Jefferson County District Court No. 14CR2062 Honorable Philip
J. McNulty, Judge
J. Weiser, Attorney General, Brittany L. Limes, Assistant
Attorney General, Denver, Colorado, for Plaintiff-Appellee
A. Ring, Colorado State Public Defender, Rachel K. Mercer,
Deputy State Public Defender, Denver, Colorado, for
1 Defendant, Karl Christopher Baker, appeals the judgment of
conviction entered on jury verdicts finding him guilty of
three counts of securities fraud (fraud in the sale of a
security); three counts of theft ($20, 000 or more); and one
count of filing a false tax return. Because we conclude that
the prosecution's expert witness on securities
impermissibly testified to conclusions solely within the
jury's province, we reverse Baker's securities fraud
and theft convictions and remand for a new trial on those
counts. We affirm the conviction for filing a false tax
2 Baker and his business partner formed Aviara Capital
Partners, LLC (Aviara), in late 2009, planning to buy a
controlling interest in a bank, purchase the bank's
distressed assets (mostly loans secured by real estate), and
then sell those assets at a profit when the real estate
3 To fund this plan, Aviara needed investors. Baker sought
out potential investors, including four people named as
victims in this case: Donna and Lyal Taylor, Dr. Alan Ng, and
Stanley Douglas. According to the indictment, each chose to
invest in Aviara after Baker allegedly told them the
1. Their investments would go toward buying a distressed
2. "Class A" investors - larger, corporate
investors - were already lined up.
3. The amount of their investment that they could lose was
capped. (The Taylors alleged that Baker said they could lose
$30, 000 at most. Douglas said that he was told he could lose
no more than 25% of his investment. Ng understood that, in a
worst case scenario, he wouldn't make a profit.)
4. Baker wouldn't take a salary until Aviara was up and
running or profitable.
5. Aviara would hold their money in escrow.
6. They would get their principal back quickly (within a year
according to Ng and Douglas; within three to four months
according to the Taylors).
Taylor also alleged that Baker told her his mother was going
to invest in Aviara.
4 After the People indicated that Lillian Alves, the Deputy
Commissioner for the Colorado Division of Securities, would
testify at trial, defense counsel filed a motion in limine to
exclude her testimony, arguing (among other things) that her
proposed testimony would usurp the jury's role as fact
finder, would include determinations the jurors could make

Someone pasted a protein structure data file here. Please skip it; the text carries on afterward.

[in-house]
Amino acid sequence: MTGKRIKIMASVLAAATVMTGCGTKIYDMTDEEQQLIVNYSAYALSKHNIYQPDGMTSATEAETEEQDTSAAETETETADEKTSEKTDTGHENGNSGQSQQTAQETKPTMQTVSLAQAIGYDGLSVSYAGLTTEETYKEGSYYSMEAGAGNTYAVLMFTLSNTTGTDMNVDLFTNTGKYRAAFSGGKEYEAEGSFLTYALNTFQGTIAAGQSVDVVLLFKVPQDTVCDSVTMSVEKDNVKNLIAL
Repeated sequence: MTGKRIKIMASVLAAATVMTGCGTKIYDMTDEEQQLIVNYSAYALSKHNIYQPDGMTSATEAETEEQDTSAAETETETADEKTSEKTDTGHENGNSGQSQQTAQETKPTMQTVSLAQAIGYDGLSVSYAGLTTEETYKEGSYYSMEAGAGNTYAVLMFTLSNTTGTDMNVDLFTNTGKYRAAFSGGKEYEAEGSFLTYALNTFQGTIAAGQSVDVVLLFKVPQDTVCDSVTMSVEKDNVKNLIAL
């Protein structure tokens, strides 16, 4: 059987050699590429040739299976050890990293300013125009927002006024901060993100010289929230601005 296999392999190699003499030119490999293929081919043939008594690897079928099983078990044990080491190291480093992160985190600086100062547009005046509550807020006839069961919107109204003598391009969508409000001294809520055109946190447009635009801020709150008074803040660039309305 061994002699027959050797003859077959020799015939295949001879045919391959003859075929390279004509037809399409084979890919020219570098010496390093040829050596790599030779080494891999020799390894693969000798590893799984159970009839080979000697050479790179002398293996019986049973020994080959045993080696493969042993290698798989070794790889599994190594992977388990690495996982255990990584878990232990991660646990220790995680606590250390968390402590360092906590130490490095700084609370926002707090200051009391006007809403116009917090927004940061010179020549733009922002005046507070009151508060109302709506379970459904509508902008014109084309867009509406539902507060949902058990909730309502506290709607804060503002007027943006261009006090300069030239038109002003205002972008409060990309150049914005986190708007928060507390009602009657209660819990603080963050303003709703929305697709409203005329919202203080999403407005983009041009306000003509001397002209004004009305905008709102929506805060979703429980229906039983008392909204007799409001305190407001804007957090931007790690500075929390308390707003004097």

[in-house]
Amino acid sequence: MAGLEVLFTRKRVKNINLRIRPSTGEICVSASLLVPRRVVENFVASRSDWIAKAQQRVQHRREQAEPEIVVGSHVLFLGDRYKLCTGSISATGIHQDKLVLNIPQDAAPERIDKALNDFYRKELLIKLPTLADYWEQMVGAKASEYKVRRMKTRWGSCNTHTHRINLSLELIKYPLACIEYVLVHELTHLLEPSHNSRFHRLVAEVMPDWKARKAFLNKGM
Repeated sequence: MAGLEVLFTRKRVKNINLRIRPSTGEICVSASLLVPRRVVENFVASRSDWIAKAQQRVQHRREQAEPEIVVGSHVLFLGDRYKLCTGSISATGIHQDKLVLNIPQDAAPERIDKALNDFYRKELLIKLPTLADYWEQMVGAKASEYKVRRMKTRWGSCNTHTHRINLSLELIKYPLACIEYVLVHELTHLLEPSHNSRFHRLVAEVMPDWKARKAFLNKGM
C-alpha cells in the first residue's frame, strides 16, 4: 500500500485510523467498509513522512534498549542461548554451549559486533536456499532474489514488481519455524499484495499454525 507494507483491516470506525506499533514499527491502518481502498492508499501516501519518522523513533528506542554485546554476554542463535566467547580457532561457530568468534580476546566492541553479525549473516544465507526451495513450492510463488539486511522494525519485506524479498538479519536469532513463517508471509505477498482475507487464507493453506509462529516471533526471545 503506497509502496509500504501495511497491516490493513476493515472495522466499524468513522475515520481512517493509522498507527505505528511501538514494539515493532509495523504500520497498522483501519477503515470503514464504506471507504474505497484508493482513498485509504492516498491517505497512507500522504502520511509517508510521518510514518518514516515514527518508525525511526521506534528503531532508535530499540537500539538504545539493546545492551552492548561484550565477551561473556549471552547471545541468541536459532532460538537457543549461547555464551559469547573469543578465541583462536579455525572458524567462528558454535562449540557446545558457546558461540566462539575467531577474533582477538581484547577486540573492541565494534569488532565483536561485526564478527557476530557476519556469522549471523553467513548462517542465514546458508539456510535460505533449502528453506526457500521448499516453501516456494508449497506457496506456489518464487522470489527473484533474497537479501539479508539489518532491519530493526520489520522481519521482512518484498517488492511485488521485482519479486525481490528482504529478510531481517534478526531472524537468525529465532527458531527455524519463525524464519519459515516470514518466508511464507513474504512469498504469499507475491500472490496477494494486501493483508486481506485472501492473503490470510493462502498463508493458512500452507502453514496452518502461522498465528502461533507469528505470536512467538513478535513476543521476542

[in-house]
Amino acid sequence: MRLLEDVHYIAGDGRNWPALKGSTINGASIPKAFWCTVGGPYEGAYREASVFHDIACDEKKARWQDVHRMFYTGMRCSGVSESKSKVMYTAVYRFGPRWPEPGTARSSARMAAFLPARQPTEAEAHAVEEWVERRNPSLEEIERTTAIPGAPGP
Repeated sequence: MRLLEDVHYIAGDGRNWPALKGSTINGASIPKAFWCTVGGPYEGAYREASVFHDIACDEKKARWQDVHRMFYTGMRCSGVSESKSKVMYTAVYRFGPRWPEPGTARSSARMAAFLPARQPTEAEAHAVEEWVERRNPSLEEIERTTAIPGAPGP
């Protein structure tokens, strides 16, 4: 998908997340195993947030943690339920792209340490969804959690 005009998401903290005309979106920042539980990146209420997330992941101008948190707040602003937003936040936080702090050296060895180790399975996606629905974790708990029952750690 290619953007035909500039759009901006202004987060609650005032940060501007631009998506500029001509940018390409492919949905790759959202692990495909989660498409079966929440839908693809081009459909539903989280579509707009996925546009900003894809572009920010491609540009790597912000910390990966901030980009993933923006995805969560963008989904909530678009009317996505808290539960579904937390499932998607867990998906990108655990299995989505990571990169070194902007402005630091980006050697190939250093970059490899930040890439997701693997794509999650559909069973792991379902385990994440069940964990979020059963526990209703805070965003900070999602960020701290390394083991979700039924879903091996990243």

themselves, wouldn't be helpful, would misstate the law,
and would serve "only to bolster and re-state the
charges, which of course are not evidence." The district
court denied that motion.
5 At trial, each investor testified that Baker had told them
that larger investors were about to jump in, there would be a
limit on their potential losses, Baker wasn't taking a
salary, and Aviara would hold their investments in escrow.
The Taylors and Douglas also testified that Baker told them
that all, or at least some, of their investment would go
directly toward purchasing the bank. And both the Taylors and
Ng testified that Baker told them they would get their
principal back quickly.
6 After the court qualified Alves as an expert in securities
law, she testified about the Colorado Securities Act and its
registration requirements, that securities law requires
"full and fair disclosure," that Baker had an
obligation to truthfully disclose material facts, and that
the shares of Aviara that Baker sold were securities. She
also testified at length about what statements or omissions
Baker had made to the investors, and whether those statements
and omissions were material. And she concluded that the
things Baker said would happen never occurred. Defense
counsel repeatedly objected to this testimony.
7 Baker didn't testify, but defense counsel vigorously
attacked the investors' credibility, arguing that the
statements attributed to Baker didn't make any sense,
particularly in light of the comprehensive documents Baker
had provided to the investors, which didn't include such
8 A jury found Baker guilty of the charges noted above, but
acquitted him ...